Thursday, July 15, 2010

My Wild Irish Rose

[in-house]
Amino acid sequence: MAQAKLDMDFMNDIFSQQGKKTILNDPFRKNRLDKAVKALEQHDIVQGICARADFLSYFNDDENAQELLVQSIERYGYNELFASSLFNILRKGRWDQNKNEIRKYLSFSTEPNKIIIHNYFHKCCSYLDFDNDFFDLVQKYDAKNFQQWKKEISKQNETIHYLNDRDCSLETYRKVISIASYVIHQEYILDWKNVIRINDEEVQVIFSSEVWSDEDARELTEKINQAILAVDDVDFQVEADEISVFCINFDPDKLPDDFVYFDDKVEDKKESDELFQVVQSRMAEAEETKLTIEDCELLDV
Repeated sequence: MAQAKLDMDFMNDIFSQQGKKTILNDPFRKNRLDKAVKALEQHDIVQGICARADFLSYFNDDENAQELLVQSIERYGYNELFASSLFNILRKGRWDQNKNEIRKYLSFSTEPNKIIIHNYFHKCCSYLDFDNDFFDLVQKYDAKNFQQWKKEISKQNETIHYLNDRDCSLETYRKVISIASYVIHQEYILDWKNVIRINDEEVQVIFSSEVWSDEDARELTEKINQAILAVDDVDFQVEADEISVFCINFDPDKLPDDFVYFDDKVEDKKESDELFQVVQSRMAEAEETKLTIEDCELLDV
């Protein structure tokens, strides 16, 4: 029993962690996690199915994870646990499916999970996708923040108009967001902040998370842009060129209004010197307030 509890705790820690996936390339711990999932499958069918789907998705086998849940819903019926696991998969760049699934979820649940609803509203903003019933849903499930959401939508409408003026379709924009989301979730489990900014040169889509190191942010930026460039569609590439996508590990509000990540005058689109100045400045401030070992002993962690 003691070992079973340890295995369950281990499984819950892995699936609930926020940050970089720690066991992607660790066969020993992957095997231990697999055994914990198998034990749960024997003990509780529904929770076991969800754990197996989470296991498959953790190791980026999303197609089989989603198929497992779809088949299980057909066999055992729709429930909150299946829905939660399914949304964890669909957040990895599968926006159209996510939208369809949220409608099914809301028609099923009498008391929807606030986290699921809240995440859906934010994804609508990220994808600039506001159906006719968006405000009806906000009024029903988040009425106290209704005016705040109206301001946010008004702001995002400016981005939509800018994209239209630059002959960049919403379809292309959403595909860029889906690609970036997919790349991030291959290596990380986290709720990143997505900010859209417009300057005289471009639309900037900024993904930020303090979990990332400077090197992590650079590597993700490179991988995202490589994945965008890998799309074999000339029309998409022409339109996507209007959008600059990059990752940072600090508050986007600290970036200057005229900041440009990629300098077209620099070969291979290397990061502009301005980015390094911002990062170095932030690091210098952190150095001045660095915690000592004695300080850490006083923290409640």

A young woman leaves her parent's home to move to a small home with her newly wedded husband. She brings with her a cutting from the wild rose that has always grown in the hedge along her mother's garden. It is bright and pink and the young woman knows, that when it takes root and grows, it will link her forever with her mother and the land on which she was born. And the rose does take root and it grows along the fence between their fields and her garden. In the summer it spreads along the fence and blooms and lights up that small corner of their land. And then babies are born - one after another until her husband builds his family a new home, a bit bigger, and his wife, not as young as she was, takes a cutting from the wild rose and plants it in what will become her new garden in her new home. In this way she will always be rooted to that spot of earth. Then one year a stranger comes from far across the sea and she asks if she can live in the home that they outgrew and they said yes and when she moved in it was March and the bad winter still lay frozen across the old garden. The plants were so stricken by the deep frost of the winter that the new woman from across the sea was not even sure if they were alive. So she bought shiny new pruning shears and began to gently cutaway the most damaged branches. And then she waited. And then the sun came and the warm rain of spring and then branches grew and reached out along the fence between the garden and the fields until one day, in late June, the new woman saw the new flower buds - masses and masses of them - all over the fence. And she knew and she understood the land was still alive, the heart was pumping again, and life returned. The wild Irish rose, who had blessed the young woman's childhood home, and then her own children's home, now welcomed the stranger from across the sea.

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